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In the Name of God بسم الله

shirazi5

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  1. Ameen and fully agreed. And the emergency procedures and building codes have indeed saved them from a potentially greater cost. It is just the timing of the disaster that seemed out of place.
  2. This is the third major disaster in a week, all centered around the North American continent. May God protect all. https://www.theguardian.com/world/2017/sep/08/mexico-earthquake-warning-tsunami Mexico earthquake: strongest tremor in a century leads to mass evacuations At least six dead as president urges vigilance and tsunami warnings are issued for the region
  3. I know it is too early to say for sure, but as time passes and through the role he has played in these days, Abdullah of Jordan is fitting the role of Sufyani. With the "backing of the West", the "backing of the masses" and the one who will "take revenge" against the Shia. Allah knows best.
  4. This was expected after Trump's U-turn statements.. Do you see this escalating into a full-blown ground conflict? How is Russia going to react? May Allah hasten Imam (A.S)'s arrival.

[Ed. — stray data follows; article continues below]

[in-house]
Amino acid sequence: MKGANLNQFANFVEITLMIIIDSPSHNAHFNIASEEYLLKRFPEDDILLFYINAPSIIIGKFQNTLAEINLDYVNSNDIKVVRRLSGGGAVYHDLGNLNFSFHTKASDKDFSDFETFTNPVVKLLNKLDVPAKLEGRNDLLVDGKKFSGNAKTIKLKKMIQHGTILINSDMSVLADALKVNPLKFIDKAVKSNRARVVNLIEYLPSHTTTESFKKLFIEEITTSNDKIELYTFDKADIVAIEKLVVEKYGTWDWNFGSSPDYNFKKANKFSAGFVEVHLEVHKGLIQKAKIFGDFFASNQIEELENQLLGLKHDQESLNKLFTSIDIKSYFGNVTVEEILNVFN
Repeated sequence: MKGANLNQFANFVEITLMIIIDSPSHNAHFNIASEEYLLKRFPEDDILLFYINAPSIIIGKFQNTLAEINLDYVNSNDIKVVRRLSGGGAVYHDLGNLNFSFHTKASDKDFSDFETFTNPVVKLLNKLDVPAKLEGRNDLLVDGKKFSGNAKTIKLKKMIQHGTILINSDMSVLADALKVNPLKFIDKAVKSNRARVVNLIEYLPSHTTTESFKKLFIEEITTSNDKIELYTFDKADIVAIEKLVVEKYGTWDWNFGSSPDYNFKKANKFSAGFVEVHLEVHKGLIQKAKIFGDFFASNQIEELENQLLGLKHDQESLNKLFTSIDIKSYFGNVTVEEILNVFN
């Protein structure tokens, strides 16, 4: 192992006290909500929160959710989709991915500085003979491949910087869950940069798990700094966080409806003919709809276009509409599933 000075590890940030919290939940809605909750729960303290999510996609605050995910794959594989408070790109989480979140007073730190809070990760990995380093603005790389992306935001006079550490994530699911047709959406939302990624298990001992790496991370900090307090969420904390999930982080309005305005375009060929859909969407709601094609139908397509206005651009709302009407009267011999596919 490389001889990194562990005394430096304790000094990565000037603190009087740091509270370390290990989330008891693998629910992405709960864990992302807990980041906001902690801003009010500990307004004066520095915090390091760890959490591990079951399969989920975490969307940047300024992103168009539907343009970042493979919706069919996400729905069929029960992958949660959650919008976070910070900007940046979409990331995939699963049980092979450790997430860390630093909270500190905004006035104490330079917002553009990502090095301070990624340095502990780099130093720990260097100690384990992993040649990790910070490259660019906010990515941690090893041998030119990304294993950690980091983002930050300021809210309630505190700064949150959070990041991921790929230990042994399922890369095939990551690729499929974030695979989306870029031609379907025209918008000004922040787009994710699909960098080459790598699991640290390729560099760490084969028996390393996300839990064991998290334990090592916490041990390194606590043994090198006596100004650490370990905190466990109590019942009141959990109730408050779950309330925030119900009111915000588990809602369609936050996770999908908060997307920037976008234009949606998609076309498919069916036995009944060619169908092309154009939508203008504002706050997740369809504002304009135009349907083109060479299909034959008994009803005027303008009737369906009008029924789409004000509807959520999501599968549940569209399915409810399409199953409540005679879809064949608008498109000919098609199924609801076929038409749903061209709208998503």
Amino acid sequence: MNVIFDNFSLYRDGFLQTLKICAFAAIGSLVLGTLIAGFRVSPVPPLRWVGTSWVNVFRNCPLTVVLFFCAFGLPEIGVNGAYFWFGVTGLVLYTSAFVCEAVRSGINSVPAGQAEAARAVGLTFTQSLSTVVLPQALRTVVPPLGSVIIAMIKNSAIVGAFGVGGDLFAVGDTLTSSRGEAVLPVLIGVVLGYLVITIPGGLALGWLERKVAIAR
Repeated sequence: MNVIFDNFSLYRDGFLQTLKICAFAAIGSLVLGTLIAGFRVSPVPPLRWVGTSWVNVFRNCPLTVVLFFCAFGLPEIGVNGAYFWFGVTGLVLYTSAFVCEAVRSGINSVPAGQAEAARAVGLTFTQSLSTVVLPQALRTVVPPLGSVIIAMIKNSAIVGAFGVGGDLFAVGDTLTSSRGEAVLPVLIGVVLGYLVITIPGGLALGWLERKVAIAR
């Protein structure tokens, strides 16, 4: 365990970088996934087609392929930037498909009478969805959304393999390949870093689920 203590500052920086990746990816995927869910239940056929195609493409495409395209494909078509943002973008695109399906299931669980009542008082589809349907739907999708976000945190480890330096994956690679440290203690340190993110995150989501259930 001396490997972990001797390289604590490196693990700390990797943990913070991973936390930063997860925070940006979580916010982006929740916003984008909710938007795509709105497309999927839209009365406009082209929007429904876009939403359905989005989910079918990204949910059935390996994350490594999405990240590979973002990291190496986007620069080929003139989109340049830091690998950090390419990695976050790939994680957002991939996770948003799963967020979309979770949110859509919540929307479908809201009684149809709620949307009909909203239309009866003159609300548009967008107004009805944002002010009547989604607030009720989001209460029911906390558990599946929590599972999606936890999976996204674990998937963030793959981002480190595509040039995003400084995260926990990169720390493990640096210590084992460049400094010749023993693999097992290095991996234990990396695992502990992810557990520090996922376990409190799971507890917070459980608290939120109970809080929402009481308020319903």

5. https://www.ft.com/content/6526fbfe-b090-11e6-a37c-f4a01f1b0fa1 " The kingdom is on the brink of its first non-oil sector recession in three decades " As new arrivals hurry through Riyadh’s airport, Ahmed hustles for customers, hoping to lure travellers into his saloon car. One of hundreds of thousands of Saudis who studied in the US on a government-funded programme, the 30-year-old mechanical engineering graduate has yet to find a job which he spent years training for. Instead, he makes an uncertain living, operating an illegal airport taxi, risking fines from the police. “The economy is bad, where are the jobs?” he says. “All my friends are cursing the government.” His generation’s travails highlight the peril of reform for Deputy Crown Prince Mohammed bin Salman, who, just a few months ago, was hailed as a vibrant contrast to Saudi Arabia’s previous generations of gerontocracy. The powerful prince has spearheaded plans for economic diversification as the kingdom grapples with low oil prices. His vigour for bold reform was matched by his determination to check Iran’s regional influence by launching an air campaign against the Islamic republic’s proxies in the war in Yemen. But under the 31-year-old’s stewardship, the Middle East’s largest economy has plunged to the brink of its first non-oil sector recession for three decades. Unpaid government invoices have savaged business confidence; cuts to public sector workers’ benefits have hit consumer spending; and Saudi Arabia’s expensive intervention in Yemen has cost lives and triggered international opprobrium. The honeymoon is indeed over,” says one fund manager. “There has not been one bit of good news for the government — from the economy to the disaster in Yemen.” The domestic grumbling is ramping up pressure on Prince Mohammed as he oversees a highly ambitious reform programme intended to wean the kingdom off its dependence on oil and develop the private sector to create jobs for young Saudis. His plans are laid out in two documents, “Vision 2030” and the National Transformation Plan [NTP], which were released to much fanfare earlier this year. Many Saudis acknowledge the need to transform the kingdom and understand the impact of low oil prices on the economy. But voices of dissent are emerging over the means and pace of change. “At least everyone is in the same boat, but we could really do with the money back,” says Nasser, a teacher. His pay has declined by around 7 per cent to $1,400 a month due to an estimated $17bn cut in September to 3m Saudis’ public sector benefits. The government this month set aside $27bn to settle some of its debts to private sector companies, belatedly responding to the fact that delayed payments have made it hard for contractors such as Binladin Group and Oger, large construction companies, to pay staff and creditors on time. Officials privately acknowledge it was a mistake to withhold payments given the knock-on effect it has on state-dependent companies that have been starved of new contracts. “The economy requires a stimulus package that will help bring back growth, investments and increase confidence,” says John Sfakianakis, an economist with the Gulf Research Centre. “It’s important to avoid sharp cuts.” The government’s austerity measures have driven non-oil growth down to 0.07 per cent in the second quarter, compared with 3.5 per cent last year. The prospect of more reductions to fuel subsidies, pension cuts and a Gulf-wide sales tax from 2018 are further dimming the outlook and risks sparking more anger. Reports that Prince Mohammed recently splashed out €500m on a superyacht has already soured opinion. Wealthy Saudis have also been moving billions of dollars outside the country amid pessimism about its prospects, financiers say. Bankers say progress will be made on privatisation and public-private partnerships next year, which should help bolster the economy. But such measures could also be controversial in a country where the state has dominated. The sense of drift in the economic reform plan comes amid rising popular disapproval of the foreign consultants — such as McKinsey, Boston Consulting Group and PwC — that have been drafted in to reshape the country. “Vision 2030 is a joke,” says one veteran Saudi observer. “When people attack McKinsey, that’s a proxy attack on the man who brought them,” he says, referring to Prince Mohammed. McKinsey responded to the criticism last week in a rare statement in Arabic in which it denied it had produced the Vision 2030 document. The transformation plan identifies 543 initiatives across 24 ministries and government bodies to implement this year that will cost Riyadh $72bn. But government advisers say the plan’s budget is likely to be slashed by around 30 to 40 per cent. One ministerial employee who submitted a budget for his initiative in March has been asked to submit alternative plans with cuts of up to 50 per cent. He is still waiting for the final allocation, pushing implementation way into 2017. “I don’t think I will hang around, time to go back to the private sector,” he says.